In these previous studies, ulcer-like and reflux-like symptom complexes were associated with moderate responses to acid suppression with omeprazole, in contrast to those with dysmotility-like symptoms.'181H. pylori eradication has also been only modestly effective in treating dyspeptic symptoms in low-prevalence populations in the Western world. Whether these data can be extrapolated to Africa, where H. pylori carriage rates are much higher and the mind-body interplay around dyspepsia may differ, is unclear.

Study limitations and strengths

We studied HCWs, a relatively well-educated population with greater than average access to healthcare knowledge and resources. As such, especially given the protective effect of higher levels of education apparent in this population, the study is likely to underestimate rates of dyspepsia in the general Rwandan population. Other potential reasons for a lower rate of dyspepsia in this population could include better quality of life, as lower quality of life has been shown to increase the incidence of new dyspepsia in a previous study.[19] The study population was based in a provincial town, and results may not be easily extrapolated to people leading a raditional village lifestyle.

However, the study being performed in HCWs also gives it some notable strengths. Firstly and most importantly, HCWs have a shared linguistic and pathophysiological understanding of clinical symptoms, which aids the validity of comparison with international cohorts by reducing the cultural gap. Secondly, most study subjects were able to understand both English and French, reducing the need to translate the tools. Thirdly, a relatively small, geographically close study population aided study logistics and maximised recruitment.

Our study nonetheless has several limitations. The cross-sectional methodology used made it impossible to determine the direction of effect in the association between dyspepsia and lower quality of life. It is possible that dyspepsia causes lower quality of life, but equally plausible that patients with lower quality of life might be more susceptible to the onset of dyspeptic symptoms; this complex interplay needs further study. Definitions of dyspepsia are culturally and linguistically bounded, and despite our efforts to translate and validate the SF-LDQ and SF-NDI, it is impossible to know whether these definitions fill exactly the same linguistic and cultural space when translated. Our study was of uninvestigated dyspepsia, and thus the study methodology was unable to distinguish organic and functional causes of dyspepsia, which might have a different natural history in African populations, although the quality-of-life impact of each has been similar in other populations.'61 This should be the subject of future research.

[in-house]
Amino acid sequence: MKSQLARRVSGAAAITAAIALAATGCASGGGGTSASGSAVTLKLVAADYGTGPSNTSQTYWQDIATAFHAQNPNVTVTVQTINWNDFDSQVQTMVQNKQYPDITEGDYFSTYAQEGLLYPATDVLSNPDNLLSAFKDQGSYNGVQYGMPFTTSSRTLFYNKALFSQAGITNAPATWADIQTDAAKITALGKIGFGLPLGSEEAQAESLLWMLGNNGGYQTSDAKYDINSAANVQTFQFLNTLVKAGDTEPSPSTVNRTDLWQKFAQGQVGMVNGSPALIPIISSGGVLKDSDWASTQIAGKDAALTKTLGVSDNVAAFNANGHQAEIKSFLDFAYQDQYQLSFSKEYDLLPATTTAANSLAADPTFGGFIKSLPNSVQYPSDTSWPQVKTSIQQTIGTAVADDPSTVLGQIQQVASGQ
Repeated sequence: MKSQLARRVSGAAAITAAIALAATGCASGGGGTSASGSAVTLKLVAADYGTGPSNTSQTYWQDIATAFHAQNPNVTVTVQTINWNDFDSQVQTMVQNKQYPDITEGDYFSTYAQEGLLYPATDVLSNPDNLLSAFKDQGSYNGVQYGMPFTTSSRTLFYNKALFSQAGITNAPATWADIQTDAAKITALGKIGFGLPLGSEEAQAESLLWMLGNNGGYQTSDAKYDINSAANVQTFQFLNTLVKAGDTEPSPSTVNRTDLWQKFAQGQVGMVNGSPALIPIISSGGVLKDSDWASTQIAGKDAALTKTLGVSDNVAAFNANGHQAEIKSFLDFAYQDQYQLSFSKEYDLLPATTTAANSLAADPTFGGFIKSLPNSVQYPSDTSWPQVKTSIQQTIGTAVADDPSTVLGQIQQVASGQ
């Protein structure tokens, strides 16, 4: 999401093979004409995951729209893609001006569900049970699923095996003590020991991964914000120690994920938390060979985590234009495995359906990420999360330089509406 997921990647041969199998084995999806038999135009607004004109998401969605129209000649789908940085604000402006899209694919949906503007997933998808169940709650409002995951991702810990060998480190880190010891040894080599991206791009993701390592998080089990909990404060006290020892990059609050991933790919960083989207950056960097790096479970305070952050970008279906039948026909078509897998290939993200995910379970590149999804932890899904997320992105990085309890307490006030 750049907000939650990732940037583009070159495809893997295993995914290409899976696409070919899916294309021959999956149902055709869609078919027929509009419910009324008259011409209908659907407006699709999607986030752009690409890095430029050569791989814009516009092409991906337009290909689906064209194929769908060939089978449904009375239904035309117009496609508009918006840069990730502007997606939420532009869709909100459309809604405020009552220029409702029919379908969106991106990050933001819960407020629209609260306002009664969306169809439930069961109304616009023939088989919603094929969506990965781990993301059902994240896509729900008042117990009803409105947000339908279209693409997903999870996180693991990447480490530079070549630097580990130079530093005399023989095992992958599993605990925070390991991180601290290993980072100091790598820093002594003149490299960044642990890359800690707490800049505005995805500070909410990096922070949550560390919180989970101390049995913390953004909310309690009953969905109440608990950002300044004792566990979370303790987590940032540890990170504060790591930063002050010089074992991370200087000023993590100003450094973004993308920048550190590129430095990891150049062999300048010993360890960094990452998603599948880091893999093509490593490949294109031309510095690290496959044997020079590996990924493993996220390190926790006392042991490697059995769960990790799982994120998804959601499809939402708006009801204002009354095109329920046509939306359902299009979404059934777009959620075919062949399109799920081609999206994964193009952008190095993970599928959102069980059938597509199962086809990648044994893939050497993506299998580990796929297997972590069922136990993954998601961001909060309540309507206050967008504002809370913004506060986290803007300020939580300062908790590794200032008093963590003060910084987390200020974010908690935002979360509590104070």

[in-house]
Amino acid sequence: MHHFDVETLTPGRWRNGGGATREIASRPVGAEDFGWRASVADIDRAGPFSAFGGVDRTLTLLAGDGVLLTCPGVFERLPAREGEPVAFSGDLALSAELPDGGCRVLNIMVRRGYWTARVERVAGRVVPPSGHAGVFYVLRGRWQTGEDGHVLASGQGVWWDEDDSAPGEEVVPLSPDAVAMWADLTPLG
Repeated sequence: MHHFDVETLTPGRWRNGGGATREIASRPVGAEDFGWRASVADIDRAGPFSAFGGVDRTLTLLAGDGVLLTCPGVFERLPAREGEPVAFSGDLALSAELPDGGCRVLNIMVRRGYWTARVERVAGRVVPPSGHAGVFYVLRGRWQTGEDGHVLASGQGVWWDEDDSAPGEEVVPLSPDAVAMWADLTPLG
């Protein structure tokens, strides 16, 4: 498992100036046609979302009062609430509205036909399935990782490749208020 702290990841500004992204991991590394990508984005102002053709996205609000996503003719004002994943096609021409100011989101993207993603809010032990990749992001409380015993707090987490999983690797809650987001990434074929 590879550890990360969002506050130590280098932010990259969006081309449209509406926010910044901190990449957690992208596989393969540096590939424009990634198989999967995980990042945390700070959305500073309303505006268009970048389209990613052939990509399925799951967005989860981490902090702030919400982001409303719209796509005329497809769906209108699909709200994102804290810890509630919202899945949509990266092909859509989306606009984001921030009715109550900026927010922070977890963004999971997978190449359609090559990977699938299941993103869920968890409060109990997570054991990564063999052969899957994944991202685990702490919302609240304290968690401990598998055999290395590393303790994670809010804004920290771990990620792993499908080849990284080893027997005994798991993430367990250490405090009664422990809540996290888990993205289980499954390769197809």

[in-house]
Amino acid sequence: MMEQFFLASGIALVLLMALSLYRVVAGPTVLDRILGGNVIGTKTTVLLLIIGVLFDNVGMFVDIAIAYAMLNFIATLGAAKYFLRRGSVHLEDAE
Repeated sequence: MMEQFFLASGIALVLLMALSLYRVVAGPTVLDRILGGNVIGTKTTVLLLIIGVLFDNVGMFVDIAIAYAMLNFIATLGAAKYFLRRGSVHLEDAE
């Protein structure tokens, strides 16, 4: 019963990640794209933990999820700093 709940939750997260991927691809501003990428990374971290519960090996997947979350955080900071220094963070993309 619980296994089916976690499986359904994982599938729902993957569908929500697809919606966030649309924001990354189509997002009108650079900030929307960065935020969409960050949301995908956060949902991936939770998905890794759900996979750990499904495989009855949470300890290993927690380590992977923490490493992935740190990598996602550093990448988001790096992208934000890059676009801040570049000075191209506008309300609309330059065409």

Dyspepsia is a significant symptom complex among HCWs in this Rwandan tertiary institution, and has a major quality-of-life impact in a proportion of these. Reflux-like symptoms were just as common as ulcer-like symptoms, in contrast to findings in endoscopy-based studies. HCWs have high levels of uncontrolled symptoms, and rates may be even higher in the general community because of less access to healthcare resources.

More resources need to be devoted to the diagnosis and management of upper abdominal symptoms in Rwanda and other similar resource-poor areas. Finally, further research in population-based cohorts is needed to characterise prevalence, symptom-complex patterns and underlying diagnoses in the wider African population.

Author contributions. TDW conceived the study; RB, BK, PK and TDW designed the study; PB, RB and JTO carried out and supervised the interviews; RB, FK and TDW interpreted the data; TDW and RB drafted the manuscript; and RB, PB, FK, JTO, PK, BK and TDW critically revised the manuscript for intellectual content. All the authors read and approved the final manuscript. TDW and RB are guarantors of the paper.

Acknowledgements. We thank Profs Nick Talley and Brendan Delaney for kind permission to use the SF-NDI and SF-LDQ tools, and Rwanda Military Hospital, as well as all staff at Butare University Teaching Hospital for their valued support of this study.

Funding. Rwanda Military Hospital provided study staff, equipment and facilitation for the conduct of this study. The drafting of this study was supported in part by Africa Research Initiatives and Support Enterprise (ARISE), Grant Number W.07.10.102 funded by The Netherlands African Partnership for Clinical Trials and Capacity Building Program (NACCAP) of The Netherlands Organisation for Scientific Research -The Netherlands Foundation for the Advancement of Tropical Research (NWO/WOTRO). Its contents are solely the responsibility of the authors and do not necessarily represent the official views of the supporting offices.



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T D Walker

Accepted 5 October 2015.